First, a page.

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Keywords:

  • Dynamic games;
  • stochastic algorithms;
  • curse of dimensionality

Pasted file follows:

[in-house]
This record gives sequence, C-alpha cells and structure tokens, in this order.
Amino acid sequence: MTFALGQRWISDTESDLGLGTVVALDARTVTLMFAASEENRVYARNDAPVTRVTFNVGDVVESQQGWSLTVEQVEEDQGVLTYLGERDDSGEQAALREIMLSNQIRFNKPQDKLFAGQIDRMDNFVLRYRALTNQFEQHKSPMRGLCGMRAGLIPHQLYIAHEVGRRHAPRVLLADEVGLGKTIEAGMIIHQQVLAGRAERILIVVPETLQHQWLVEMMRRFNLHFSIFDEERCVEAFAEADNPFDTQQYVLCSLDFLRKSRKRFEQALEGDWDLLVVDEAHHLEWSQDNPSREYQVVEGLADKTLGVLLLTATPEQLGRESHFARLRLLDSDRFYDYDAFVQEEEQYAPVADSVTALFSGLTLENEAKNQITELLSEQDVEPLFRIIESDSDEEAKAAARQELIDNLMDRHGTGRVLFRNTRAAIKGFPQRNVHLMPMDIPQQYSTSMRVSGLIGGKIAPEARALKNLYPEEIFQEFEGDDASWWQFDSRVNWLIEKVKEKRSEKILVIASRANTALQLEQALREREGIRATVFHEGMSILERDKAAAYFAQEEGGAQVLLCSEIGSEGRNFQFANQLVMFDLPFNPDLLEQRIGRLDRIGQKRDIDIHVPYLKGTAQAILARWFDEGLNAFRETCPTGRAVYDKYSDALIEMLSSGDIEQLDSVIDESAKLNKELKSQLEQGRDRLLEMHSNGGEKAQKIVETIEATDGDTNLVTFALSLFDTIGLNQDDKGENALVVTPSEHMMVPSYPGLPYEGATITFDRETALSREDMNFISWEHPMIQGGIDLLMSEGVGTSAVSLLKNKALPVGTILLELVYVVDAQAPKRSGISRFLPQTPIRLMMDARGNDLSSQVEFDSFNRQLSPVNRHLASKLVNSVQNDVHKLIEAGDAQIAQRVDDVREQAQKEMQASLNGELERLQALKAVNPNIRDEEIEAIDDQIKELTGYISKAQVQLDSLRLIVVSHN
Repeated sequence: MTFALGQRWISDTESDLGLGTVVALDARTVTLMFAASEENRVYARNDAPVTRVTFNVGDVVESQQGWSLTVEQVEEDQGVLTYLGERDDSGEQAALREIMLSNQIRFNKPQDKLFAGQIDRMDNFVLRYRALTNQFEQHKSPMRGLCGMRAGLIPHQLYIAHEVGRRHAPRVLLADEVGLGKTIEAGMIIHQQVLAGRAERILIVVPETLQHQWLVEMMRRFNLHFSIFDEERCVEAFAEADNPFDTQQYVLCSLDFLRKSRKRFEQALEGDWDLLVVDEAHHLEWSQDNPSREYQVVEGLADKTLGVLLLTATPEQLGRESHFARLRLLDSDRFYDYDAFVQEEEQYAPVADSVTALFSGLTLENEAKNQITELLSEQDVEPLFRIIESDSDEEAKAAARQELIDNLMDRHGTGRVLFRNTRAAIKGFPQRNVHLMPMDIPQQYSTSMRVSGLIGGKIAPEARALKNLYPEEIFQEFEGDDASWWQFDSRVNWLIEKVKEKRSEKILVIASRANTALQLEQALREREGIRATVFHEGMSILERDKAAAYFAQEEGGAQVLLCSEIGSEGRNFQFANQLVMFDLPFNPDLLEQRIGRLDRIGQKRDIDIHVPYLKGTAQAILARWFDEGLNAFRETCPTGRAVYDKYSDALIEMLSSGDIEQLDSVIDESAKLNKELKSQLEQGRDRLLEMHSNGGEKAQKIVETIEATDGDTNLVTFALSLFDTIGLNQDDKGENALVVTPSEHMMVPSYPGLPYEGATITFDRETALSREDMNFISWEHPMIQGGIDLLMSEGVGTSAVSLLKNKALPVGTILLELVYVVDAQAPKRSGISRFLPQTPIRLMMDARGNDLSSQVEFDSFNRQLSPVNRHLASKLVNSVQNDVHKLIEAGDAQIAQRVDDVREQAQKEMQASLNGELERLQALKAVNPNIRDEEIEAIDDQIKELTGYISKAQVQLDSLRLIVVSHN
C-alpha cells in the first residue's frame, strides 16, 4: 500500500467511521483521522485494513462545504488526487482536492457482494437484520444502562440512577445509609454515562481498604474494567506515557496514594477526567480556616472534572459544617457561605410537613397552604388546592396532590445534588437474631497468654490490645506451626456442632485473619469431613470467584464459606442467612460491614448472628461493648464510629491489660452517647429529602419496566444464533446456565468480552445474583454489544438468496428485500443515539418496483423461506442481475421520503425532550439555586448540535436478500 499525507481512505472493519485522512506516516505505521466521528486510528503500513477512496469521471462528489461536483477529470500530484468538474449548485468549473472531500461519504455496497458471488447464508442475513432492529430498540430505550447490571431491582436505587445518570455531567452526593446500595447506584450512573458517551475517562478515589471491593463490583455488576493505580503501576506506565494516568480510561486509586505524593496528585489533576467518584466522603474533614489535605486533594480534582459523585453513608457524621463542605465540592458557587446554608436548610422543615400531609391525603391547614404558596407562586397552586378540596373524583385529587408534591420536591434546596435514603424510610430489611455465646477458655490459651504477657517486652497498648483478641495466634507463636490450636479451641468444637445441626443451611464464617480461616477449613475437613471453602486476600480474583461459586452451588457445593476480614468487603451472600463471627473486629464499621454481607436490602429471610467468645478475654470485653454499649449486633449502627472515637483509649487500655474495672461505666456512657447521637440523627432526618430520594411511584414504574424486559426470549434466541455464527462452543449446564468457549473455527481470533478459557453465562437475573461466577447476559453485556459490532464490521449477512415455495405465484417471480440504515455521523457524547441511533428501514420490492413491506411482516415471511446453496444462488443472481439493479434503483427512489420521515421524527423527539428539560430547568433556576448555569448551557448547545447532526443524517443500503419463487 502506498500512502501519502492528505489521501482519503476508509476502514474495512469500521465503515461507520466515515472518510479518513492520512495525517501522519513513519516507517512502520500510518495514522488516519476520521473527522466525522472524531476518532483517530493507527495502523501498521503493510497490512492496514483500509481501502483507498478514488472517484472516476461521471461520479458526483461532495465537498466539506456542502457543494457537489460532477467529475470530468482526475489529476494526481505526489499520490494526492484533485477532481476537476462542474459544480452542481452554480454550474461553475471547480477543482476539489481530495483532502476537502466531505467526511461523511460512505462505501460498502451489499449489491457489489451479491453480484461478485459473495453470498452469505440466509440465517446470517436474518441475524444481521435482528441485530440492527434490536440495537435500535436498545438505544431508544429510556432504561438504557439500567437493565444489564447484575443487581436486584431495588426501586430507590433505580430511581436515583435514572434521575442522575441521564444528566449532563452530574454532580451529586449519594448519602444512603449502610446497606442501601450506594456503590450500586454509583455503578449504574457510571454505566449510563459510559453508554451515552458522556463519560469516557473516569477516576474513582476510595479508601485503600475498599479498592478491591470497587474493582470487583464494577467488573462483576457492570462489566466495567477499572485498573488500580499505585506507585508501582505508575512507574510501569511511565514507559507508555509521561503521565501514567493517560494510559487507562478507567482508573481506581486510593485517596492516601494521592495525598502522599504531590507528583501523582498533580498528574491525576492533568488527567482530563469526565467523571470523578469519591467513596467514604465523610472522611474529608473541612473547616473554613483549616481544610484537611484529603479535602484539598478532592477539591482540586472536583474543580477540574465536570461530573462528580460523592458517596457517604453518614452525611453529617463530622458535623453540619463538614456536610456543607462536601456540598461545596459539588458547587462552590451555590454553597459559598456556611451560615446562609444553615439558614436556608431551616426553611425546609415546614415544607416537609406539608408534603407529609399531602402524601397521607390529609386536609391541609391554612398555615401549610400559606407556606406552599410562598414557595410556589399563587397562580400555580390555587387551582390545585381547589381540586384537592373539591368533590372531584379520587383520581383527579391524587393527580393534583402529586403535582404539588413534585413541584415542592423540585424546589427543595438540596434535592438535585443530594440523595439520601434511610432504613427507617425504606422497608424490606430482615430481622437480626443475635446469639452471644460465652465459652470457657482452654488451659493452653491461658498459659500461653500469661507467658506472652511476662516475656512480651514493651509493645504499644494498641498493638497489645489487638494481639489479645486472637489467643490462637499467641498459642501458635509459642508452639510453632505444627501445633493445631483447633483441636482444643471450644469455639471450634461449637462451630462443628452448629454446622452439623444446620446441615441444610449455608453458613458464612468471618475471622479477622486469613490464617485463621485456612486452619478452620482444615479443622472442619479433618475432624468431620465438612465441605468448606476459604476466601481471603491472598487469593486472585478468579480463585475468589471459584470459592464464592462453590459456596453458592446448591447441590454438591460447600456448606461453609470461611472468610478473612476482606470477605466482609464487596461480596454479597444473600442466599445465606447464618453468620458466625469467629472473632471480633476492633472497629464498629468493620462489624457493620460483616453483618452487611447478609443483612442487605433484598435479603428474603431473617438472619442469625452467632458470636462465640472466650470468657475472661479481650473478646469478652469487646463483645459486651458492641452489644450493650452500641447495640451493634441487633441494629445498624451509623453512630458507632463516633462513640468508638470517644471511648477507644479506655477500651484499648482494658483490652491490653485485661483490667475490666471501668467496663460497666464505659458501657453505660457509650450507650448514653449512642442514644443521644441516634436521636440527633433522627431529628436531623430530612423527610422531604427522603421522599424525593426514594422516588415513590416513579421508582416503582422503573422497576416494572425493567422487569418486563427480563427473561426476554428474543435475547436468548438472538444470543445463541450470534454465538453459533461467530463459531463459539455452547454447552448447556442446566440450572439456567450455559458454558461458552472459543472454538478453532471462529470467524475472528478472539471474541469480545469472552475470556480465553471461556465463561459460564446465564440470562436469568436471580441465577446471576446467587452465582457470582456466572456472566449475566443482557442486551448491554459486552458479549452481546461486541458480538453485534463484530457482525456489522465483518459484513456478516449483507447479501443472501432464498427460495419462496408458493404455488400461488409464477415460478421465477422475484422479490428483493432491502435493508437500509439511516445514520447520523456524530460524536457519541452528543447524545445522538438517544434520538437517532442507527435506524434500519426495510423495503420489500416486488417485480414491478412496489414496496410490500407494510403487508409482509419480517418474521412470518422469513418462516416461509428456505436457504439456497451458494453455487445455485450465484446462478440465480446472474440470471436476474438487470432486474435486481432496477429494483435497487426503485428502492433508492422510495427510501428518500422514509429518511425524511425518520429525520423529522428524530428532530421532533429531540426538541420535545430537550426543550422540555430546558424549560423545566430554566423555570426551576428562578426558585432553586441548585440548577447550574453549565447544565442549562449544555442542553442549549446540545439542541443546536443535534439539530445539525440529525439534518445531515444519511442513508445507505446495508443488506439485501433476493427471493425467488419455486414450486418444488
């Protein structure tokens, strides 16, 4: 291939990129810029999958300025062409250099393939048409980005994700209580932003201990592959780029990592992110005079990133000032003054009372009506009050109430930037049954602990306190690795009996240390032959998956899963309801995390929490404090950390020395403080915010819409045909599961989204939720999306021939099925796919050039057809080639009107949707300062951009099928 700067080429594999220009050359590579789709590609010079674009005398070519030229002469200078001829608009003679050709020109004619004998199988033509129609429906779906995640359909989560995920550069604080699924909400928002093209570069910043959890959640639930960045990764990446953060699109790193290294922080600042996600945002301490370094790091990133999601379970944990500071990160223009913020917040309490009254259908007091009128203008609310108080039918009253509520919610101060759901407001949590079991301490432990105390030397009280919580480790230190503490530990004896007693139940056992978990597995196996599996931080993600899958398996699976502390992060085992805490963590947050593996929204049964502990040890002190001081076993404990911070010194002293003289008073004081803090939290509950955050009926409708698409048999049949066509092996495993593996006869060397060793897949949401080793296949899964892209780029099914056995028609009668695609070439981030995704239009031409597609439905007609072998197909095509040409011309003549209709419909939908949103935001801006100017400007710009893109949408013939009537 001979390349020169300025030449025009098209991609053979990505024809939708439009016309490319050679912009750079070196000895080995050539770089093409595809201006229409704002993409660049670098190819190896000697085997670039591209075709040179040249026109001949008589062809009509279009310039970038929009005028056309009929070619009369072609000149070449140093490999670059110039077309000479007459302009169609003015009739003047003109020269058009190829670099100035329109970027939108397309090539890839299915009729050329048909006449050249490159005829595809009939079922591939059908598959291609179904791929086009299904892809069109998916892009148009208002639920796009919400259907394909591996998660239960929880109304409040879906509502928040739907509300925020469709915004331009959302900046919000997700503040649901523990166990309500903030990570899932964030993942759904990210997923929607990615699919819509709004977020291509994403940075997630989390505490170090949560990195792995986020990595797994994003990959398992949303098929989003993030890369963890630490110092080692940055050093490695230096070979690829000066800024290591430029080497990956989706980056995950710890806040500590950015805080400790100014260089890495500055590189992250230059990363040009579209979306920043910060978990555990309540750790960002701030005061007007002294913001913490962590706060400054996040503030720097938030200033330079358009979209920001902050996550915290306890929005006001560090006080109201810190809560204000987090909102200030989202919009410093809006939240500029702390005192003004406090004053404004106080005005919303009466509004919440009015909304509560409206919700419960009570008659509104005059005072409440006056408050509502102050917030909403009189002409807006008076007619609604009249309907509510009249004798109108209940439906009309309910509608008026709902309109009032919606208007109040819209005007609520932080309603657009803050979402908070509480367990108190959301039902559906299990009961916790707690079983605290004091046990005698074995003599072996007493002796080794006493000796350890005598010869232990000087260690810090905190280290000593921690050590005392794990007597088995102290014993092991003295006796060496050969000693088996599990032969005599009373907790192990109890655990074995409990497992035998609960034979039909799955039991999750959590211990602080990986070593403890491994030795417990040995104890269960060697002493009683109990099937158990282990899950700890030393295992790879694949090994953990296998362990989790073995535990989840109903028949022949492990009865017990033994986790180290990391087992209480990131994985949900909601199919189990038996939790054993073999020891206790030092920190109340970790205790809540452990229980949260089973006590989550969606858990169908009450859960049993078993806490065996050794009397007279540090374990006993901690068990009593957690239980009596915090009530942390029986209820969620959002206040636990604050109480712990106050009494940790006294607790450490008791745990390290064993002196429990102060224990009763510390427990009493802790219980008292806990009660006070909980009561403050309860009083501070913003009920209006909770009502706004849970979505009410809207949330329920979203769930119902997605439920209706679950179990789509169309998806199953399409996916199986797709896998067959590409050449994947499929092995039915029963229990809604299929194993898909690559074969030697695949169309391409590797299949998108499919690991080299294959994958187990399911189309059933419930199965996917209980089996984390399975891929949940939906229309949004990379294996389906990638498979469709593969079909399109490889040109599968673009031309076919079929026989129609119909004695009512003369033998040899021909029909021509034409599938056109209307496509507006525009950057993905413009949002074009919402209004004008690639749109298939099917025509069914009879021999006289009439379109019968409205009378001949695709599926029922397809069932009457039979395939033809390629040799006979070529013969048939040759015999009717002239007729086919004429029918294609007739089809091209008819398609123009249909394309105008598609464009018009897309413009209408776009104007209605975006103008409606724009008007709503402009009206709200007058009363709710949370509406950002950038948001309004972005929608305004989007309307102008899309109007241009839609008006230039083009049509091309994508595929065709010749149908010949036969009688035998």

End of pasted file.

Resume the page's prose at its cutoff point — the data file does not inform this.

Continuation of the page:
This paper introduces a stochastic algorithm for computing symmetric Markov perfect equilibria. The algorithm computes equilibrium policy and value functions, and generates a transition kernel for the (stochastic) evolution of the state of the system. It has two features that together imply that it need not be subject to the curse of dimensionality. First, the integral that determines continuation values is never calculated; rather it is approximated by a simple average of returns from past outcomes of the algorithm, an approximation whose computational burden is not tied to the dimension of the state space. Second, iterations of the algorithm update value and policy functions at a single (rather than at all possible) points in the state space. Random draws from a distribution set by the updated policies determine the location of the next iteration's updates. This selection only repeatedly hits the recurrent class of points, a subset whose cardinality is not directly tied to that of the state space. Numerical results for industrial organization problems show that our algorithm can increase speed and decrease memory requirements by several orders of magnitude.